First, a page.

Streamline Operations

Concrete ways of saving: instead of taking out separate lines for telephone, fax machine and if applicable, Internet connection, consolidate your phone and fax lines by using a telefax machine. Get your office equipment at a discount by availing of liquidation sales and companies selling their second hand appliances. However, make sure these are in good working order. Says Robert Sullivan, author of The Small Business Start-Up Guide, seemingly insignificant items can add up to major savings for your business.

Quite a number of thriving businesses have found that the Japanese Just-in-Time (JIT) concept for stocks or what's sometimes referred to as "stockless production", has proven to be a good way to economise, particularly when it comes to business operations. The philosophy behind JIT is that ordering costs can be reduced. Daily meetings, exposing problems and revealing bad practices, reducing and thus taking away the "security blanket" of buffer stock - all of these are essential to the practice of JIT.

Negotiate Everything

First and foremost is negotiating everything. This includes all the goods and services you secure for your business. Always request a discount. If you have been purchasing similar goods from the same vendor for a few months, put your regular order up for bid with the competition.

Never rush into purchases, but consider all your options carefully. As in any kind of shopping, there is a range in cost for everything, and you want to make sure that what you're paying is in the lower range rather than the higher. Buying in bulk sometimes lowers the cost. It's also wise to leverage the bargaining power of larger organisations which have established partnerships with merchants. For example, American Express Small Business Cardmembers are able to avail of discounts in travel, entertainment as well as office equipment due to these tie-ups.

Make Partnerships And Exchange

Negotiating exchange deals is a good way to help your cash flow. Where two companies come to a mutual agreement by providing each other with a needed good or service, significant savings can be achieved. Examples of this are getting free advertising space in exchange for a service. A new business can also make strategic alliances with more established businesses and save money in the long run.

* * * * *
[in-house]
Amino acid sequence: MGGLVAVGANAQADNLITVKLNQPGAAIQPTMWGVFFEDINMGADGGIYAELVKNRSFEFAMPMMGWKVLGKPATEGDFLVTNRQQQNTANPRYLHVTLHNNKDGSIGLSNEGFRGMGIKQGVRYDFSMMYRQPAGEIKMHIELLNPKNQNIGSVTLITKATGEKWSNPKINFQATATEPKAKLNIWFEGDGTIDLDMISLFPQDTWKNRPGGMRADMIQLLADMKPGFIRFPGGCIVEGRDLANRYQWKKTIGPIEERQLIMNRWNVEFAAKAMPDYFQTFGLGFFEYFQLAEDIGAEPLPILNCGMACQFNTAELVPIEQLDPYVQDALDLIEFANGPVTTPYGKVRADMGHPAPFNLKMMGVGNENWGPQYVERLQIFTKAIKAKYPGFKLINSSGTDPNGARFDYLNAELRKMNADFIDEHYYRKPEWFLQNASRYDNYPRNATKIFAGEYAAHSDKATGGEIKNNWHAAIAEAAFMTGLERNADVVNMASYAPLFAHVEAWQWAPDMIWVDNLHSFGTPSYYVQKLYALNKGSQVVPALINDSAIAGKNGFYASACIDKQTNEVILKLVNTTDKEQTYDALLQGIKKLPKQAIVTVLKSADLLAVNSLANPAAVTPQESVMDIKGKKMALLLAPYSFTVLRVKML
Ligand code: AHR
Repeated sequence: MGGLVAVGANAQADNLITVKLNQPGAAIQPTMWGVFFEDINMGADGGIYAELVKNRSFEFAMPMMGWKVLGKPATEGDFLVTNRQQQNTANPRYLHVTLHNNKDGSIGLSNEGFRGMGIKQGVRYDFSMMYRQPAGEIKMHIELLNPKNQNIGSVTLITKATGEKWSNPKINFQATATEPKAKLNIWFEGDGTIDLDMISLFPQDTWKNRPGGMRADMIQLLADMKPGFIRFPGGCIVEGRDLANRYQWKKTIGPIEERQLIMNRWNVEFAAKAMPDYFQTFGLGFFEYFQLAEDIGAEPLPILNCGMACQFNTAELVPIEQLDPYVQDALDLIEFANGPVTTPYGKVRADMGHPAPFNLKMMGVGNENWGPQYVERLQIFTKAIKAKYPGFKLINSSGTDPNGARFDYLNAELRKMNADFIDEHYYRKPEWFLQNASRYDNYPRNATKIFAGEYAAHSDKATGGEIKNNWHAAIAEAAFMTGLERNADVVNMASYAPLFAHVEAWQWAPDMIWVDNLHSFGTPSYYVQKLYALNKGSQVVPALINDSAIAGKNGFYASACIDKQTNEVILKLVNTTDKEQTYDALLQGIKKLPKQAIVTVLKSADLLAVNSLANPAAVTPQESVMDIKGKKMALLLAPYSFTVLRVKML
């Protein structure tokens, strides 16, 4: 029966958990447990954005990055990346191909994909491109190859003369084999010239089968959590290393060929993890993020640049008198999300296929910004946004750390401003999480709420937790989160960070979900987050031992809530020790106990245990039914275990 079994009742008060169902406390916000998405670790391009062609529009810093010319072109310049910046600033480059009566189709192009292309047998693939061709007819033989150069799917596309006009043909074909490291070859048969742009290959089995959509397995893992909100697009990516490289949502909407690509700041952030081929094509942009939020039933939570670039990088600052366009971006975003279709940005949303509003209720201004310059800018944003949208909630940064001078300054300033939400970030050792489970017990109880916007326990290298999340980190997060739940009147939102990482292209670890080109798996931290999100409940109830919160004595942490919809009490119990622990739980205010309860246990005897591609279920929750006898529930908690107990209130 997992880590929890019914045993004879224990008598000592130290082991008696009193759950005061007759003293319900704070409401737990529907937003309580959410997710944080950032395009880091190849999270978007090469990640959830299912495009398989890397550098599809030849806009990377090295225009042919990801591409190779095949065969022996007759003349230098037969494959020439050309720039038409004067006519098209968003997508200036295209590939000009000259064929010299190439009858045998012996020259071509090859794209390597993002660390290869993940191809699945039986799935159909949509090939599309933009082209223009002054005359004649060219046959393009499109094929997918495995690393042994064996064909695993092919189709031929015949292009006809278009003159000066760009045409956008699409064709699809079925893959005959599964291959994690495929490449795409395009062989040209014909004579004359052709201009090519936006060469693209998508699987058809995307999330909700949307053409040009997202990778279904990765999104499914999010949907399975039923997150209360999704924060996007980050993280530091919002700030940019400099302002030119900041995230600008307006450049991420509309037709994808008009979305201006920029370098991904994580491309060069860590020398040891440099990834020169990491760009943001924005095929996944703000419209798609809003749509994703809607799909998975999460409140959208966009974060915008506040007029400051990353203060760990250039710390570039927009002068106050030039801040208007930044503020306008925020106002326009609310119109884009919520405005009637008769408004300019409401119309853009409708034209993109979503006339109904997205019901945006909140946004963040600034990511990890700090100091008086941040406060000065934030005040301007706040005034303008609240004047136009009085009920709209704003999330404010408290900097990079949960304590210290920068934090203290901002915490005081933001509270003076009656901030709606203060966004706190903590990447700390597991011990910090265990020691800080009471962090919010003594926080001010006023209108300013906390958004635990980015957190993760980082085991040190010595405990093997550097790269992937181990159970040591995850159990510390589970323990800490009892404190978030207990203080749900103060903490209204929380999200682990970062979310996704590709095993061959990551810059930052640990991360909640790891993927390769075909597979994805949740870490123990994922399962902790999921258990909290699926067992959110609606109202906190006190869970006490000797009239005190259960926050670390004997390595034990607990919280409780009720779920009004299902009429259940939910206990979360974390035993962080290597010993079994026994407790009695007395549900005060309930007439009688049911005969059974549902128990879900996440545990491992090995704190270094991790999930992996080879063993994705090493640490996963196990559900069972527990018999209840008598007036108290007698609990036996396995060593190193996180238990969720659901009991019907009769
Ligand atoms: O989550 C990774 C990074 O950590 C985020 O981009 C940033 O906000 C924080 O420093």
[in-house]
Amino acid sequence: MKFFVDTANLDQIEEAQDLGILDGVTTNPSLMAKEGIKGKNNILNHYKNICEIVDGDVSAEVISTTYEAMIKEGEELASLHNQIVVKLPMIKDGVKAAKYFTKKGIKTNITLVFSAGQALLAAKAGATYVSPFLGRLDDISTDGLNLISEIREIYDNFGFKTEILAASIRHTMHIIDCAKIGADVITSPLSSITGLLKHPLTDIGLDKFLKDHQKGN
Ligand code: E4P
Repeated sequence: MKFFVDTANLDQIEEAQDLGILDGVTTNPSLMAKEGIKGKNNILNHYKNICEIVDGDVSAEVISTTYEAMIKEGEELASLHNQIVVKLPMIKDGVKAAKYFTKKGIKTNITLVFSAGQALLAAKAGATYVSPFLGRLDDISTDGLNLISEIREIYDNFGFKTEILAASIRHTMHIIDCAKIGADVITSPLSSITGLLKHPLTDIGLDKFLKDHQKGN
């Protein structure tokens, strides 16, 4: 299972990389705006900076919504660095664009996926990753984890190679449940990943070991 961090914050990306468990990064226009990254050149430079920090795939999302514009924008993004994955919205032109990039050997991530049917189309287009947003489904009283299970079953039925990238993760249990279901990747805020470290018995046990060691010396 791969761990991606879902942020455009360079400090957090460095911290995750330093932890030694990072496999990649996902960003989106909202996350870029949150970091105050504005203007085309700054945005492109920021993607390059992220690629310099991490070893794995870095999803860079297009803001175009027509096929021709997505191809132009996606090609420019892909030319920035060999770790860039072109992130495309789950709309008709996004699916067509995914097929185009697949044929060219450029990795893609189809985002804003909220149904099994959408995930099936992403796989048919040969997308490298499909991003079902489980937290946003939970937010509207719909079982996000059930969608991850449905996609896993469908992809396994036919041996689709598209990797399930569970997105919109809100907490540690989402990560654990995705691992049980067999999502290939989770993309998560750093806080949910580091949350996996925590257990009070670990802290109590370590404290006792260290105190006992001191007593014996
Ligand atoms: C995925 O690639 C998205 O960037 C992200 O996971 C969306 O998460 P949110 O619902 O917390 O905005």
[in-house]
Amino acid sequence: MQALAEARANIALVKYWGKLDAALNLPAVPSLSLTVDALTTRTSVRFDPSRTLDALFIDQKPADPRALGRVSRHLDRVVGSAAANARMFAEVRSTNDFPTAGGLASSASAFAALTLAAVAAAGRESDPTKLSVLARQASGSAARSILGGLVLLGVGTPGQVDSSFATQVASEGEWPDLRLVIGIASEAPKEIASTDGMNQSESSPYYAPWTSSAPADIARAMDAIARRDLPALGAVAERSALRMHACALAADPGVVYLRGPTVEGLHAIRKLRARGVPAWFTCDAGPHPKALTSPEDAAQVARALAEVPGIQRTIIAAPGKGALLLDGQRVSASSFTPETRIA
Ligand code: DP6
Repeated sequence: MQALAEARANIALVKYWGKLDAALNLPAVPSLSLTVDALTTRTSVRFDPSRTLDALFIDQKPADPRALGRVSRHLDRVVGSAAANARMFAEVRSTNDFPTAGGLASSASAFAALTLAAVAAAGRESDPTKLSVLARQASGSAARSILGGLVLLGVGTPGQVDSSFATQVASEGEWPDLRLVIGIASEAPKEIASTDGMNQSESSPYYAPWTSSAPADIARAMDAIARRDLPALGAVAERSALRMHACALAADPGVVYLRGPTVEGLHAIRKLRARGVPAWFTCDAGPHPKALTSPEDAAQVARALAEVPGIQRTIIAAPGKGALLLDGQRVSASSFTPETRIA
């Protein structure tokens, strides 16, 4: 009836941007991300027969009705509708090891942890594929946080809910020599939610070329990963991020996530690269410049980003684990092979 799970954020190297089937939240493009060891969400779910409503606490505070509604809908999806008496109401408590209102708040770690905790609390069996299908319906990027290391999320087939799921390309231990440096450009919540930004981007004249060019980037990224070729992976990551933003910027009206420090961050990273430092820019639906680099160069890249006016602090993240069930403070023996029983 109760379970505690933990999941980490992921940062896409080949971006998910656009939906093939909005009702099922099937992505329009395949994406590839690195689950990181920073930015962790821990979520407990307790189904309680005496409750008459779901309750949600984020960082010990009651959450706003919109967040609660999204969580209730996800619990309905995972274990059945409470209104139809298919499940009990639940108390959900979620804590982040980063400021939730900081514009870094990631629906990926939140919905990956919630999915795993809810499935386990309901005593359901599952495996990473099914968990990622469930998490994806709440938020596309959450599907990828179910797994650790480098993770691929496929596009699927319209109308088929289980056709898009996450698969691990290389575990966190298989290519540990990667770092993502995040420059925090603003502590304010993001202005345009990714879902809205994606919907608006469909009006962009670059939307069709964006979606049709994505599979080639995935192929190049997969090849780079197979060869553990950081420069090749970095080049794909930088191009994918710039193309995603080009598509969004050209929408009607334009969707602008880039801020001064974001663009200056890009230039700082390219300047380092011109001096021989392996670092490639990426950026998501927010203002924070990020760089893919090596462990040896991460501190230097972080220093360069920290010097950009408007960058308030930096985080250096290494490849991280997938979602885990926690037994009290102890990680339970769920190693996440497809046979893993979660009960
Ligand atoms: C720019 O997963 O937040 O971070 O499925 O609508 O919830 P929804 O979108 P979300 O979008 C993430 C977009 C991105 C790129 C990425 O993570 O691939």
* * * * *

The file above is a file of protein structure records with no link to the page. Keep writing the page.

The owner of a small publication wanted to take his product online, and met up with a company that had similar interests. The result was that the company agreed to host the small publication on its Web site.

Monitor Energy, Phone, And Office Supply Consumption

This seems very obvious but is often neglected by busy managers. Keep an eye on monthly bills to find an average consumption, and be vigilant about keeping to those levels. Simple reminders, on a weekly or monthly basis, should do the trick.

As far as telephone service is concerned, shop for the best rates available as these vary considerably between suppliers. Moreover, rates change frequently, so shop around from time to time and make switches if necessary.

Forget Snail Mail And The Fax, Use Email

Be a new economy business and use email. You will save on the cost of postage, paper, envelopes and mailing time. You will be more environment-friendly too! Deliver internal messages in person instead, and take advantage of the personal touch.

Once a tighter rein is taken on simple operational expenses, you will find that you have eliminated the high costs that you have become accustomed to. What's more, if your staff knows that keeping operational costs low is a strong priority, they will act accordingly. All it takes is investing some time and making the savings dynamic intrinsic to your business culture.

"This article was contributed by Christopher Lai, Director-Head of Business Development, Small Business Services, CSG, American Express International Inc."